Friday, 14 February 2014

Flesh Target: Rape! (1979) Yukihiro Hawada

Oh, what woe is the plight of the Japanese businessman. Watching beautiful women, reduced to ages, jobs, lovers, rankings, just objects passing by. Lusting after them, but they can't be yours, you're just a lowly, lonely face gazing out from the midst of a hundred and more faceless windows. A ways off planes take off and land, ships forge through the water but you're just a small man. And one night at an important meeting in a restaurant you drink too much and slug your condescending lecher director and all seems down the tubes. But then you set about raping your way through the women of your company and things are actually looking up. Wait, what? Back up there a second dude...

Yep, this is late 70's violent pink through and through. I've not encountered the work of director Yukihiro Sawada before but if Flesh Target: Rape! is any good indication I need to check out more. Several notable features here, the first being a distinct sense of grotesque satire in its depiction of office life so meaningless, so stultifying that not even a rapist (and not a terribly subtle one at that) can make much in the way of dangerous ripples. I rather wonder how popular audiences of Japan reacted to this back in the day: hosts of defamed and disapproving frowns? Or wry smirks of acknowledgement and twinkling eyes in the dark? The rape scenes also stand out, reminiscent of the work of better known Nikkatsu contemporary Yasaharu Hasebe they are varied in location and fuse the rough and gritty (lots of convincing wailing and crying) with the cruelly erotic (like a head and single breast burst through a paper apartment wall, bouncing with forceful thrust) and ultimately mythic. Our lead ends up usually providing pleasure however reluctantly felt and despite his acts breaking not only the fundamental taboo but breaching various literal and symbolic barriers commonly accepted, the simplest form coming early as he rapes a lady in a deep roadside puddle as the rain lashes ever fiercely down. And the lead character himself, Nezu (it seems right to only use his name later) played with skill by one Keijiro Shiga. He's an empty vessel, rape fills him like some invigorating narcotic, but when the deed ends he returns to emptiness, a cool recurring guitar theme the most notable aftermath. He grows slowly, by an accumulation of gestures and reactions but not some great change, like a vessel that is filled and emptied and refilled and emptied again over and over but never cleaned he layers inside. Interesting in a few ways this, first it deflects the inherent nastiness of the premise, steering the film a little away from the unabashed rapesploitation of something like Rape: 13th Hour. Plus it deepens the satire, taking the deadening atmosphere as internalised, and foreshadows the irony of the close of things.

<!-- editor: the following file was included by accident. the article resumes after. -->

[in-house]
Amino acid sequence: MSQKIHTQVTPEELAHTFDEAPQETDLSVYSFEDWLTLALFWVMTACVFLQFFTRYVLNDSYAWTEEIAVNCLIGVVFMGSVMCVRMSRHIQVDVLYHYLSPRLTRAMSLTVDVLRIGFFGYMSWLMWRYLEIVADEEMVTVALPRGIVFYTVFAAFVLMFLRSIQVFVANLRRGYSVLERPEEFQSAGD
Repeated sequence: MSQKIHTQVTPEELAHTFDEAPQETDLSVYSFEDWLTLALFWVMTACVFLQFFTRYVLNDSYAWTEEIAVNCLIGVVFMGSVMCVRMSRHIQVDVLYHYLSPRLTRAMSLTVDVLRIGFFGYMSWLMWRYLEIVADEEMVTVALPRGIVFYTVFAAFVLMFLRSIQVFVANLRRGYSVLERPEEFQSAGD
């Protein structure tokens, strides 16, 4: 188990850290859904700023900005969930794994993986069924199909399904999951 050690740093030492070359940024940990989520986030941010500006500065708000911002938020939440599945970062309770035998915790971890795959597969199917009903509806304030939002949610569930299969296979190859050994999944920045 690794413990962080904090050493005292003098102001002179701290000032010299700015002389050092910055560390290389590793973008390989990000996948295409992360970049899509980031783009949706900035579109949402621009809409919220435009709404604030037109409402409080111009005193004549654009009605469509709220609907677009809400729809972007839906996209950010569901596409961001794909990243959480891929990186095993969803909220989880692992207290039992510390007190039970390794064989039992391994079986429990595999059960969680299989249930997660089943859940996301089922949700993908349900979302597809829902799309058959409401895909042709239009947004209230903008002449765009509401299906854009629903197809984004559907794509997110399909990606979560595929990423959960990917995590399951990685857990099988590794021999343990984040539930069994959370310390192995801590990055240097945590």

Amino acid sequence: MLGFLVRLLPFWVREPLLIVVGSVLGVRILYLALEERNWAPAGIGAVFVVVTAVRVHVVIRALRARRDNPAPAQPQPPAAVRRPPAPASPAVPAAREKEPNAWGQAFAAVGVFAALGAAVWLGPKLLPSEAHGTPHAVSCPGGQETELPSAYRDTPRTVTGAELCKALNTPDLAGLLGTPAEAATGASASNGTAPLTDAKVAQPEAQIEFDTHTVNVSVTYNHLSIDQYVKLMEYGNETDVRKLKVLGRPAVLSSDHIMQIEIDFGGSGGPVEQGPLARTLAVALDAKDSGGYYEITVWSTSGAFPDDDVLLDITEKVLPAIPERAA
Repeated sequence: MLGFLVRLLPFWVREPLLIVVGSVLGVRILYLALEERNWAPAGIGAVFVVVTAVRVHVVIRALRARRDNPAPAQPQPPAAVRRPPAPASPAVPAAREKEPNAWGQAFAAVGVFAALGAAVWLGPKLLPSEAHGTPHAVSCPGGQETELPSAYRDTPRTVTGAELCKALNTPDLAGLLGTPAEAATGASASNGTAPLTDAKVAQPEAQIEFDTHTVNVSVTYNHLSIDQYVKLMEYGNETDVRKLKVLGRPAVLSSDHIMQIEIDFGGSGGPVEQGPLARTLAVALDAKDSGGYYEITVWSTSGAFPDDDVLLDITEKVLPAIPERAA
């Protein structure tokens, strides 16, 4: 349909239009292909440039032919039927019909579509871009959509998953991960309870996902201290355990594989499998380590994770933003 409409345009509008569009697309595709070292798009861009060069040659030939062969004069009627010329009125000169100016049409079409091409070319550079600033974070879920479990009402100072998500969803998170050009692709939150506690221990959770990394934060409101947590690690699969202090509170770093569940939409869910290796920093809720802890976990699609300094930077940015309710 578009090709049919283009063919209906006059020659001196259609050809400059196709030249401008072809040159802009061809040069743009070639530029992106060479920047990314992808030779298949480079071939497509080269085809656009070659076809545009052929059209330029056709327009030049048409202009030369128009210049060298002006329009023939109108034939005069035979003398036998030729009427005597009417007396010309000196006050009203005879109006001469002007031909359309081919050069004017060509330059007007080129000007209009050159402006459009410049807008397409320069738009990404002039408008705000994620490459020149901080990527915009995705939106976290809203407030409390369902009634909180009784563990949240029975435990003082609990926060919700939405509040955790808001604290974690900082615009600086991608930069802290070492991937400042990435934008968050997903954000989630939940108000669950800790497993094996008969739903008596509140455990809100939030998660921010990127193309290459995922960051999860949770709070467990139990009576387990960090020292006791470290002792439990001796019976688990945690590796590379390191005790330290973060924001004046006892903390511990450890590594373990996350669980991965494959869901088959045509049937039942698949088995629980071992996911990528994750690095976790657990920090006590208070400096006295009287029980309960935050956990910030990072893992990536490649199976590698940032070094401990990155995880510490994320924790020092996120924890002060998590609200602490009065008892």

Altogether this is a real genre winner, apart from some minor tightenings here and there I can think of little that could improve it. Not exactly flush with intrigue or variety and perhaps demanding of a mindset already experienced in the field, but for the interested or the already hooked this borders on essential. So go watch!